As temperatures remain frosty across much of the nation, such chores as cutting the grass and trimming hedges seem far off. But if you’ve invested in a cordless electric mower and other battery-powered outdoor tools, now's a good time to check the lithium-ion batteries.
The batteries that power your mower, string trimmer, or leaf blower are pricey to replace, which makes keeping them in working order all the more important. Here are some tips from the pros at Consumer Reports:
Store Batteries Indoors
Even if you store the tools themselves in a garage or shed, you’ll want to bring the batteries inside. Extreme temperatures can shorten the life span of the cells inside batteries and cause them to fail prematurely. Keeping them indoors minimizes temperature fluctuation—check the manual for an exact range, but most batteries do best when stored between 40° F and 80° F.
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Keep the Charge at 40 Percent
If it’s going to be 30 days or longer before you next use your lithium-ion battery to power a tool, try to charge—or discharge—the battery to roughly 40 percent of its capacity. Some batteries display the charge right on the battery or the charger; others rely on a series of four lights—indicating that the battery is at 25, 50, 75, or 100 percent of capacity.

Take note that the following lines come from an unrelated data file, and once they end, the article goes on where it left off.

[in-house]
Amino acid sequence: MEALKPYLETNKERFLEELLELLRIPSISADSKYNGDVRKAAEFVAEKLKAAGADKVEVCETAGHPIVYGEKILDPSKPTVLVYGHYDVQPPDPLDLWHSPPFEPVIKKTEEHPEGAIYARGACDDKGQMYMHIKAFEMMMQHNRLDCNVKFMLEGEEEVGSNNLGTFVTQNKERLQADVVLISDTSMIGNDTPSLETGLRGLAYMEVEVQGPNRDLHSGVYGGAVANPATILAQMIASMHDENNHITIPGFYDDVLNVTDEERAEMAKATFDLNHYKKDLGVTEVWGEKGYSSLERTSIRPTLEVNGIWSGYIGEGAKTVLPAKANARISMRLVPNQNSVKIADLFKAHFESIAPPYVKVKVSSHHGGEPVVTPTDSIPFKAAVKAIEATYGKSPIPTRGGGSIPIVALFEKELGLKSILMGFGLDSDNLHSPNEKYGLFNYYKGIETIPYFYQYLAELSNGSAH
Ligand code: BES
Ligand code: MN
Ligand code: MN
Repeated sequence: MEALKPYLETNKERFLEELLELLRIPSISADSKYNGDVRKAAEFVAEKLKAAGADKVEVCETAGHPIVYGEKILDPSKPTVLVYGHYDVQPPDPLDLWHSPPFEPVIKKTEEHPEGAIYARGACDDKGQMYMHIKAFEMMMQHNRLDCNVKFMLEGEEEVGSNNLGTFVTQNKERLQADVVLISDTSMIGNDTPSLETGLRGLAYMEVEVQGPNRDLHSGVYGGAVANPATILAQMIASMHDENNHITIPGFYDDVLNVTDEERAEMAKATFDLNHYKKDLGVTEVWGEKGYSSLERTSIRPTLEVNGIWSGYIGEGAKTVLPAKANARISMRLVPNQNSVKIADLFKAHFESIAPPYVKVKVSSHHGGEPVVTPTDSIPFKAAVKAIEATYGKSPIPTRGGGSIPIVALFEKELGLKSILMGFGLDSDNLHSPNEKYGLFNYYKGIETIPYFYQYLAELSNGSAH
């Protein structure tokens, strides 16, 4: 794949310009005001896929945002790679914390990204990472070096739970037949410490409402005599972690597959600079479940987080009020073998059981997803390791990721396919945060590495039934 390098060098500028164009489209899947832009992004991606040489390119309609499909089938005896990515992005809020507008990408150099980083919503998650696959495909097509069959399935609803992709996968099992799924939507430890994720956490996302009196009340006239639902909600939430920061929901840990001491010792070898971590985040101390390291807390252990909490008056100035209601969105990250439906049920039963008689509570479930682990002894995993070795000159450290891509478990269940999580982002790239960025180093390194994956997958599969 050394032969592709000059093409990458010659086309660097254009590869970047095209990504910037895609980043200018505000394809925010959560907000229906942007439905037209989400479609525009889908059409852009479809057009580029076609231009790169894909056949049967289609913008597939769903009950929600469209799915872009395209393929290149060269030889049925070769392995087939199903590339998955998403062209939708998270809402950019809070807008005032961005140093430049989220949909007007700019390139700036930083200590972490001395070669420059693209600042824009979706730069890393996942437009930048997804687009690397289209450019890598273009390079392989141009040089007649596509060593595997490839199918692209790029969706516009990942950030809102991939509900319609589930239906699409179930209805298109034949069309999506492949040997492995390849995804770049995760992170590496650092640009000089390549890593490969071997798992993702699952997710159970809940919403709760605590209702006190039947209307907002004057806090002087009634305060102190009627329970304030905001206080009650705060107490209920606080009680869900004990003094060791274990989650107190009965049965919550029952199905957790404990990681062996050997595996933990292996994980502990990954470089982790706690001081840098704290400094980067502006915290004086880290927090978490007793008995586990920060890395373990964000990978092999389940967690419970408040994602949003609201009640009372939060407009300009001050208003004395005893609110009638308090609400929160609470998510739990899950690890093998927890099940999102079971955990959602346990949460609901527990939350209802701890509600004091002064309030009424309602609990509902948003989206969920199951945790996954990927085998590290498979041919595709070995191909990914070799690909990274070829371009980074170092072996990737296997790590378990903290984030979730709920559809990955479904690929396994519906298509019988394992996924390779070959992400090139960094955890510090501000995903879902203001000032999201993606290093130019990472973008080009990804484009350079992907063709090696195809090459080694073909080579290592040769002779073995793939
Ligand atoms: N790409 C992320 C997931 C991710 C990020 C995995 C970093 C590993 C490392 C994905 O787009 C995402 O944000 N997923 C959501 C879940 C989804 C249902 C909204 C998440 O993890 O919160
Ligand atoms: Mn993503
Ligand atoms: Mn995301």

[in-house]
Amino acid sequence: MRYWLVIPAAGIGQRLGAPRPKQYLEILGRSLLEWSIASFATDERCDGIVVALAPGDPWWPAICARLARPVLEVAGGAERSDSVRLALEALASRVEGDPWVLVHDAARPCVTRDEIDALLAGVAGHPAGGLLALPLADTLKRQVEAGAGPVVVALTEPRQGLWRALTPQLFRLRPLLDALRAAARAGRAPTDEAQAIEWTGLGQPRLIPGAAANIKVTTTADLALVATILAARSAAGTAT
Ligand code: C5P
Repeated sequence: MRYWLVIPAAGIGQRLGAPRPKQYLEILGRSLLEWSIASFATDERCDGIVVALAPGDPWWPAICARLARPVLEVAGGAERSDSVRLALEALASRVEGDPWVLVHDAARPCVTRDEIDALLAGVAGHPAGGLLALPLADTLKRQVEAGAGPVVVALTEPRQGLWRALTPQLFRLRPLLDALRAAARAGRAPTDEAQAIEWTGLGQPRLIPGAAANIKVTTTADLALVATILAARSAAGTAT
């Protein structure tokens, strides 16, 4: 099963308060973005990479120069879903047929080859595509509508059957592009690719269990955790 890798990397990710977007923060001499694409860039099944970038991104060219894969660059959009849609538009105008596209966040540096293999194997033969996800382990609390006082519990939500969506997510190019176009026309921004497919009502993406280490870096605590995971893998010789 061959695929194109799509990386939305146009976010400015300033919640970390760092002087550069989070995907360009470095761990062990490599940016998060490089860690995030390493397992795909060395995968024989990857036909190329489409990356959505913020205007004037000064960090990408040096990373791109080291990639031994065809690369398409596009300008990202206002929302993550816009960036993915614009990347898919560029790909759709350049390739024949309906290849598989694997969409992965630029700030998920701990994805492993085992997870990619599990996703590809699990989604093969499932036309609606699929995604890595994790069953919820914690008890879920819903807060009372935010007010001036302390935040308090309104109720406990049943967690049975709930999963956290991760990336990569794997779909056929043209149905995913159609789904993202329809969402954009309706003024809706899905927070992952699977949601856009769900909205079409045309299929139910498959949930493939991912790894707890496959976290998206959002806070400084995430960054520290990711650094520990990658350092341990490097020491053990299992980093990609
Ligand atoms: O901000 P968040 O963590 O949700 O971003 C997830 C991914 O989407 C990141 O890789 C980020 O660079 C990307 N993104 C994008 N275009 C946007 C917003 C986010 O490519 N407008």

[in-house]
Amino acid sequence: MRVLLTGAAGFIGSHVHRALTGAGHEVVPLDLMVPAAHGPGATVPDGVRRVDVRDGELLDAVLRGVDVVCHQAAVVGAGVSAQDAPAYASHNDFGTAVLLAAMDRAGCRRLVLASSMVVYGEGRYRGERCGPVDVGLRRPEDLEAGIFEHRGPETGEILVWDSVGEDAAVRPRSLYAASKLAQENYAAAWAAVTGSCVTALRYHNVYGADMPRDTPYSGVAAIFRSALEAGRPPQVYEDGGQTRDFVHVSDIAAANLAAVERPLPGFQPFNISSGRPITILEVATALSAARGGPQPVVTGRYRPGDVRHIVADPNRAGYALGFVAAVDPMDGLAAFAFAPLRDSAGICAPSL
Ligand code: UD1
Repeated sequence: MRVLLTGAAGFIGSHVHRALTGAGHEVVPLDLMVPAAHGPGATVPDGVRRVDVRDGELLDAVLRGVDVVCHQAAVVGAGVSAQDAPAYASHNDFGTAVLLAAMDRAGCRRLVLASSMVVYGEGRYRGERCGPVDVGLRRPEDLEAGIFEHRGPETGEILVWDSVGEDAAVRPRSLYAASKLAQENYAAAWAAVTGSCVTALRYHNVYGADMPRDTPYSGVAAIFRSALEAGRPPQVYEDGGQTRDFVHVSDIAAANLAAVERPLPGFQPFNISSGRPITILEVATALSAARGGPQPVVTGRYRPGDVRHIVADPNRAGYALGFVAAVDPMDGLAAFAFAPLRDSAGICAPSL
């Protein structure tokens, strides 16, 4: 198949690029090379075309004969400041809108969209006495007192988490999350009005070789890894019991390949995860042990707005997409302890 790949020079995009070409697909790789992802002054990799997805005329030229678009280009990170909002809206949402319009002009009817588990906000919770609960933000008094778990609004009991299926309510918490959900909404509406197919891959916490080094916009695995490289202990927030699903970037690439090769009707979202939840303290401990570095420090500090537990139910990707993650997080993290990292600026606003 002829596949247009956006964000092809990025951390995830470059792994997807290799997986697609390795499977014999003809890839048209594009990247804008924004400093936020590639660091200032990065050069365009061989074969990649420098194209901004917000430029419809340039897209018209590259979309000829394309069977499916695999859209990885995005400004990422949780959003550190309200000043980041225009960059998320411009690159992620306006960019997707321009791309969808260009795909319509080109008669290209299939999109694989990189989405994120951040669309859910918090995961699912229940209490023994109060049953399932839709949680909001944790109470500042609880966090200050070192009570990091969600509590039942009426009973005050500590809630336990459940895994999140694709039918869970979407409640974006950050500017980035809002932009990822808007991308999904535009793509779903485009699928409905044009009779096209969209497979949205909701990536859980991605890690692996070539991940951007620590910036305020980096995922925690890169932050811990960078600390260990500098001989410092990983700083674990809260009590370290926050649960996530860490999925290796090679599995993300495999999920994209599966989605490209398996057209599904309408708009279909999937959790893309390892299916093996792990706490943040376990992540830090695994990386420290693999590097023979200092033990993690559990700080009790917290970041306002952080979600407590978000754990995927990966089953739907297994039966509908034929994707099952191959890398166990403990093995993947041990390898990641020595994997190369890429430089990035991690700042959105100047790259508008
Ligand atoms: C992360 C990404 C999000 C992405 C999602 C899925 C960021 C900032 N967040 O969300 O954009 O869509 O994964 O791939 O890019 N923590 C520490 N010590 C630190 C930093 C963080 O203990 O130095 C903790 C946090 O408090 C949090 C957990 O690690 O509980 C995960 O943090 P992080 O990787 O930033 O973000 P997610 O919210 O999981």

If you have one of these, run the battery in a tool until right after the 50 percent light goes off, indicating that the battery is somewhere between 25 and 50 percent of capacity. And check your manual—some batteries have embedded software that will discharge to the optimal level after going unused for a prolonged period.
Check Your Manual
Some lithium-ion batteries do well with a charge in the middle of the storage season; others don't require one. Check the manual to see what the manufacturer advises. Ego, whose lawn mower, string trimmer, leaf blower, and chain saw have all performed well in Consumer Reports’ tests, says its gear doesn’t require any midseason charging. GreenWorks, however, advises charging the battery to full capacity every two months when it’s in storage, then draining it back down to 40 percent.
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